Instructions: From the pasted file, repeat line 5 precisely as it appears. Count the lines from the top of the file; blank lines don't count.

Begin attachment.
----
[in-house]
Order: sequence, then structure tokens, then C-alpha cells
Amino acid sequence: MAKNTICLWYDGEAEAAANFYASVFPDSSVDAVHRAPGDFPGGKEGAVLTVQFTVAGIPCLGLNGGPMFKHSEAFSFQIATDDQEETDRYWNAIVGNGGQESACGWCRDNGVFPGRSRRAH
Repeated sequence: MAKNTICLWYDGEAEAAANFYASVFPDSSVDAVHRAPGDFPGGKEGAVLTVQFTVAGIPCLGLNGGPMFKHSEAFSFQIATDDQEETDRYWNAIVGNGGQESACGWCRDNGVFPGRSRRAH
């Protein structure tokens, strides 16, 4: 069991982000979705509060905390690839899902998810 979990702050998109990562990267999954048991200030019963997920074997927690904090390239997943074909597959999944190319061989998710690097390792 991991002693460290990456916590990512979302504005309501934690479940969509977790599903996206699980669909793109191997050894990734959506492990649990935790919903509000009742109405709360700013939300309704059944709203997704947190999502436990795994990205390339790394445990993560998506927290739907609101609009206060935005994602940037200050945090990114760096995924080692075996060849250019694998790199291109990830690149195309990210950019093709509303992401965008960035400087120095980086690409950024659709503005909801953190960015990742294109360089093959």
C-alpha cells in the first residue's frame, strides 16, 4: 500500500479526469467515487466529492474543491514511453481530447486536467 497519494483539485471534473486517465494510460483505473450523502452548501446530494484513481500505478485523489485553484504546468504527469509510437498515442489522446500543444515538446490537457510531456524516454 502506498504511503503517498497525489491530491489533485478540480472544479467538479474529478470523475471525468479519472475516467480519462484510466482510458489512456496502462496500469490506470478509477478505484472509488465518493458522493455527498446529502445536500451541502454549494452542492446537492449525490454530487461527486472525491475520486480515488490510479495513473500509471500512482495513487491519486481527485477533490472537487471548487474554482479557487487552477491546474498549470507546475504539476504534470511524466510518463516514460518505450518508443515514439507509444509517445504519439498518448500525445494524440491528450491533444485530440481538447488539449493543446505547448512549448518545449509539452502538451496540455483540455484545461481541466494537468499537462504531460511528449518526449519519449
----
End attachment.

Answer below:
């Protein structure tokens, strides 16, 4: 069991982000979705509060905390690839899902998810 979990702050998109990562990267999954048991200030019963997920074997927690904090390239997943074909597959999944190319061989998710690097390792 991991002693460290990456916590990512979302504005309501934690479940969509977790599903996206699980669909793109191997050894990734959506492990649990935790919903509000009742109405709360700013939300309704059944709203997704947190999502436990795994990205390339790394445990993560998506927290739907609101609009206060935005994602940037200050945090990114760096995924080692075996060849250019694998790199291109990830690149195309990210950019093709509303992401965008960035400087120095980086690409950024659709503005909801953190960015990742294109360089093959």